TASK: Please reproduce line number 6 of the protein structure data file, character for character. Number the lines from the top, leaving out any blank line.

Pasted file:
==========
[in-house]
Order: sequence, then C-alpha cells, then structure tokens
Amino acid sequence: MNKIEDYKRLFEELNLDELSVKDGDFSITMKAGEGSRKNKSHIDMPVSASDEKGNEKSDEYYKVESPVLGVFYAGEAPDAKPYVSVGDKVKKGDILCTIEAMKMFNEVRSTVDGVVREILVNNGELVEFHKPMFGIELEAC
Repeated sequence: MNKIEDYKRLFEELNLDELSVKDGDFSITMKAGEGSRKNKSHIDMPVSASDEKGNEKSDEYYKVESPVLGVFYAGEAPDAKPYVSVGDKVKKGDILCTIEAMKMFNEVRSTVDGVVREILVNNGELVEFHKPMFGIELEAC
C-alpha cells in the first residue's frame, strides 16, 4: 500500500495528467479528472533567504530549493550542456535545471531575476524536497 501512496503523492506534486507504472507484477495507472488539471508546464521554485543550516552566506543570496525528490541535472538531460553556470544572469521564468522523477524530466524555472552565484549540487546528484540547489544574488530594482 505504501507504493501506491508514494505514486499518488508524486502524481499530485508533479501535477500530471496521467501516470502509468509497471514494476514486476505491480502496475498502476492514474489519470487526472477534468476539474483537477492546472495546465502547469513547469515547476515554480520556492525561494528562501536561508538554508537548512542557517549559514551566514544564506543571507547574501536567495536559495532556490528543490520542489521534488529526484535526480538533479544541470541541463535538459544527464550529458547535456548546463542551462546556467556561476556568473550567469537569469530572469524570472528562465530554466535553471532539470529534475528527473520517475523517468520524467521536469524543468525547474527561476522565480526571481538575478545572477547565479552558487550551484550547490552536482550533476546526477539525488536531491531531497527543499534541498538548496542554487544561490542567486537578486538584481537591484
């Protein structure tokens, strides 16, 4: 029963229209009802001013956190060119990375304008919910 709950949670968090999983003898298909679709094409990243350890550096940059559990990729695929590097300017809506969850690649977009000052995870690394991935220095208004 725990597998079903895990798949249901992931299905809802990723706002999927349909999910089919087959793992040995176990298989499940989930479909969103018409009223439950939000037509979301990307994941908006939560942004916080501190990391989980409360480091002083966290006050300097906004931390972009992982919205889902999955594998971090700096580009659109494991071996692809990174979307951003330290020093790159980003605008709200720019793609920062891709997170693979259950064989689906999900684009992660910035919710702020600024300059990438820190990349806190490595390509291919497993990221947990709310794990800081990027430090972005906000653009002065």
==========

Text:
């Protein structure tokens, strides 16, 4: 029963229209009802001013956190060119990375304008919910 709950949670968090999983003898298909679709094409990243350890550096940059559990990729695929590097300017809506969850690649977009000052995870690394991935220095208004 725990597998079903895990798949249901992931299905809802990723706002999927349909999910089919087959793992040995176990298989499940989930479909969103018409009223439950939000037509979301990307994941908006939560942004916080501190990391989980409360480091002083966290006050300097906004931390972009992982919205889902999955594998971090700096580009659109494991071996692809990174979307951003330290020093790159980003605008709200720019793609920062891709997170693979259950064989689906999900684009992660910035919710702020600024300059990438820190990349806190490595390509291919497993990221947990709310794990800081990027430090972005906000653009002065």